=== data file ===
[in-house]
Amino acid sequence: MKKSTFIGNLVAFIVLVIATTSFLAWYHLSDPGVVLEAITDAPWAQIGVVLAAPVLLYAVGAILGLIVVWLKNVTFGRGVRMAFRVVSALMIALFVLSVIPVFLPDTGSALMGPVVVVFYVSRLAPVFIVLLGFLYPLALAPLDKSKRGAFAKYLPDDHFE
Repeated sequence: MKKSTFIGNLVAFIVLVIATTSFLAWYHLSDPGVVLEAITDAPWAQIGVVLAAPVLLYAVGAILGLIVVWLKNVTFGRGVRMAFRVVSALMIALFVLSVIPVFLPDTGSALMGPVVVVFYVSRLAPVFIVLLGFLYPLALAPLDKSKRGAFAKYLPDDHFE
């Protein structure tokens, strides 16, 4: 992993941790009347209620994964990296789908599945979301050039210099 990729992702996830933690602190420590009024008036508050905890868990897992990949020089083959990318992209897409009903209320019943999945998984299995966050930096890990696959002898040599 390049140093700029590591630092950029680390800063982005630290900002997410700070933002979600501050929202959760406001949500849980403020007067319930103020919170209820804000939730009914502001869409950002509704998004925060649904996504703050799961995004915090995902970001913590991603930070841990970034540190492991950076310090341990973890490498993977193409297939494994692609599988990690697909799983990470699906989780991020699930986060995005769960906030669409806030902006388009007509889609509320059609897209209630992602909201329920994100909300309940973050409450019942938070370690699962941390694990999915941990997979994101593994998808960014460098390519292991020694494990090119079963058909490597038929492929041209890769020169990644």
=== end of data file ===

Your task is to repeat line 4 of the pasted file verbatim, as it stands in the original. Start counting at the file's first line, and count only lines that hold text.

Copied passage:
């Protein structure tokens, strides 16, 4: 992993941790009347209620994964990296789908599945979301050039210099 990729992702996830933690602190420590009024008036508050905890868990897992990949020089083959990318992209897409009903209320019943999945998984299995966050930096890990696959002898040599 390049140093700029590591630092950029680390800063982005630290900002997410700070933002979600501050929202959760406001949500849980403020007067319930103020919170209820804000939730009914502001869409950002509704998004925060649904996504703050799961995004915090995902970001913590991603930070841990970034540190492991950076310090341990973890490498993977193409297939494994692609599988990690697909799983990470699906989780991020699930986060995005769960906030669409806030902006388009007509889609509320059609897209209630992602909201329920994100909300309940973050409450019942938070370690699962941390694990999915941990997979994101593994998808960014460098390519292991020694494990090119079963058909490597038929492929041209890769020169990644």